Not too long ago Health Minister, Dr Aaron Motsoaledi, said that he "hates" the tobacco industry and promised stricter legislation, such as abolishing the 25% smoking space in public buildings.
Should these laws be passed, one of the new laws will make it mandatory that smoking sections in restaurants and other hospitality establishments be done away with.
A University of Cape Town (UCT) study, published in the South African Medical Journal, conducted an analysis of smoking policies of restaurants, how they've changed over the years and what management thought of the new, proposed laws.
Health24 also spoke to two popular franchises about giving up smoking sections in their restaurants.
Attitudes have changed
Many franchised restaurants have done away with their smoking sections out of their own volition, like Wimpy restaurants.
Jacques Cronje, Marketing Executive for Wimpy, told Health24 that they support the pending legislation. “We have already voluntarily commenced in removing smoking sections as we revamp our outlets nationwide,” added Cronje.
The Harbour House Group, which has restaurants such as Tiger’s Milk, La Parada and Harbour House in their stable, also supports the shift.
Group Operations Manager, Radley Dijkers, also told Health24 that they don’t anticipate the new regulations having a major, negative impact on their business.
“As restaurant operators, we have to be very conscious of our customers’ needs and expectations. There has been a massive shift in the public’s perception on smoking tobacco due to case studies, mainstream media, social media and because of the Department of Health’s strong regulations,” said Dijkers.
'Majority of owners support amendment'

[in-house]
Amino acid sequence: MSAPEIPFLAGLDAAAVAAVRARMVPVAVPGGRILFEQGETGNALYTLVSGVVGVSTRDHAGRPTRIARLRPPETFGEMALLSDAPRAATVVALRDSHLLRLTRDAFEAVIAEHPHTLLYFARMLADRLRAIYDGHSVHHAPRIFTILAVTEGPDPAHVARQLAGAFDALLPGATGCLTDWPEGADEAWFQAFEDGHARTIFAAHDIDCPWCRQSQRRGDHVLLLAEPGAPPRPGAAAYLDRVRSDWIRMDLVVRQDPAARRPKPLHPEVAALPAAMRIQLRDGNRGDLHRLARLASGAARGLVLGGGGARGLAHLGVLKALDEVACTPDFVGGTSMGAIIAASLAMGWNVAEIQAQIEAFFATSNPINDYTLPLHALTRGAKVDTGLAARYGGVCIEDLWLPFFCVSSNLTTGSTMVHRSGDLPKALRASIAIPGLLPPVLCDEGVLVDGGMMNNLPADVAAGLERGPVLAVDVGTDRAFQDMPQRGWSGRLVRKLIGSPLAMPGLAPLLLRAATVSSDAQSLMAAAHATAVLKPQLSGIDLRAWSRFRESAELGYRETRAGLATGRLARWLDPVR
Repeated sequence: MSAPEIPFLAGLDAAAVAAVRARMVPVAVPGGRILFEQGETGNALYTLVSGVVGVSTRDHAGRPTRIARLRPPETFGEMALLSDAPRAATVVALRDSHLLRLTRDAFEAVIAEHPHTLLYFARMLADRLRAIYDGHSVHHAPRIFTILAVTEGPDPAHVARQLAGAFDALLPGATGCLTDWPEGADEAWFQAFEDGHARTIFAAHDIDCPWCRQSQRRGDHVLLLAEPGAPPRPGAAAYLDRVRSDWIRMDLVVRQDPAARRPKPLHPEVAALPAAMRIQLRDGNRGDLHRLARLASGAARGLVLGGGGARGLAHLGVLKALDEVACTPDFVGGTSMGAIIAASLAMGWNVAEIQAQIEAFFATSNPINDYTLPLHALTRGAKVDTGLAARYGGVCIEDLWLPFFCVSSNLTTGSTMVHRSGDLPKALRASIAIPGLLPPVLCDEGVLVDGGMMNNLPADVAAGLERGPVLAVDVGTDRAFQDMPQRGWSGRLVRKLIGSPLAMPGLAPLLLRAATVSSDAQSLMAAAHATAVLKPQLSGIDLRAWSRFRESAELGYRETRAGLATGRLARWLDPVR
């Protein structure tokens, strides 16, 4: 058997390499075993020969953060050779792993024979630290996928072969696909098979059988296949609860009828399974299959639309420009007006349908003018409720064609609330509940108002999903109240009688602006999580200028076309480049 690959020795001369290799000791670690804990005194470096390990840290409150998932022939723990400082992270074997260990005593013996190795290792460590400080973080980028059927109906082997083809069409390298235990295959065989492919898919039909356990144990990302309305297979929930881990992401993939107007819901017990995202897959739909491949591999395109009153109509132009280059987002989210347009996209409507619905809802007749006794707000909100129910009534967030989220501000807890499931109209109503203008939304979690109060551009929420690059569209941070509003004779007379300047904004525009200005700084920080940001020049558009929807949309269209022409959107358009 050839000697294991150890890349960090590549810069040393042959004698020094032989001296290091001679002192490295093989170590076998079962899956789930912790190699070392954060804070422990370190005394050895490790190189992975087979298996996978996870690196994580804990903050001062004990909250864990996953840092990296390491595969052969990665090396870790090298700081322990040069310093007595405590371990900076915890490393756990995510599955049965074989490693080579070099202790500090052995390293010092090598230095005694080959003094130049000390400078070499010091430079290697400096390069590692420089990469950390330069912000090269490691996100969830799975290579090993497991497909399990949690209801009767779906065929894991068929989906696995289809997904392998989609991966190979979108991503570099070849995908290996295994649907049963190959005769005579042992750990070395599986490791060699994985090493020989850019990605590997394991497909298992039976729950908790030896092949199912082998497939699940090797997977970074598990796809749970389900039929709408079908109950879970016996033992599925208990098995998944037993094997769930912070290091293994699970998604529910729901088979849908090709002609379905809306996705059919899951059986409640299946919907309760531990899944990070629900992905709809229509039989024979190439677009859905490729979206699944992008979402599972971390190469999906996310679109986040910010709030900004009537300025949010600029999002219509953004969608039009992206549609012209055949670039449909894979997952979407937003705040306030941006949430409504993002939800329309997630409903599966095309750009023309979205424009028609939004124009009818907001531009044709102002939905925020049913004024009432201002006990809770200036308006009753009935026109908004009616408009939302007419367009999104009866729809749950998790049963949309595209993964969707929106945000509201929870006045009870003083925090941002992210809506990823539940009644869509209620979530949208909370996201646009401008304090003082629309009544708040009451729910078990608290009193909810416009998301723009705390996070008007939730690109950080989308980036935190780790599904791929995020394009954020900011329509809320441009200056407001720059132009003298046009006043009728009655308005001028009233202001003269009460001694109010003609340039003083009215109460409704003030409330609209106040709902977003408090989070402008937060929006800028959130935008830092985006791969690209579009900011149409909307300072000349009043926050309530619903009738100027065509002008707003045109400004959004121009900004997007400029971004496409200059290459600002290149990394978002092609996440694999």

The UCT study was put together by the director of the Economics of Tobacco Control Project (ETCP) Professor Corné van Walbeek and researcher Megan Little. The ETCP is a project of the Southern Africa Labour and Development Research Unit at the UCT School of Economics.
Over the years, we've seen many restaurants and hospitality establishments do away with their smoking sections of their own volition. This was also noted in the study.
In a statement issued by UCT, Little said that it seemed that over time attitudes have changed.
"There was a massive push-back from the hospitality and tobacco industries some 20 years ago when the idea of a complete ban on smoking in hospitality establishments was first floated.
"We've found the majority of restaurant owners and managers support the proposed amendment that would ban smoking in restaurants completely."
In the study, more than 750 restaurants across South Africa were interviewed and varied from franchises to independently owned establishments.
A shift for the better
The study also detailed a pattern between rural and urban establishments, which showed that restaurants with smoking sections inside tended to be in smaller towns and rural areas, but those without smoking sections or outside smoking sections were found predominantly in urban settings.
Prof Van Walbeek said that there has been a shift for the better in restaurants' smoking policies in the past decade.
"Businesses all over the world respond to consumer preferences and the hospitality industry is no different. The fact that restaurants voluntarily adjusted their smoking policies in the past decade, in some cases taking a tougher stance than the law requires, is indicative of the healthier lifestyle demands of urban restaurant patrons.
"This suggests that a significant number of South Africans are ready for the ban on restaurant smoking," said Prof Van Walbeek.
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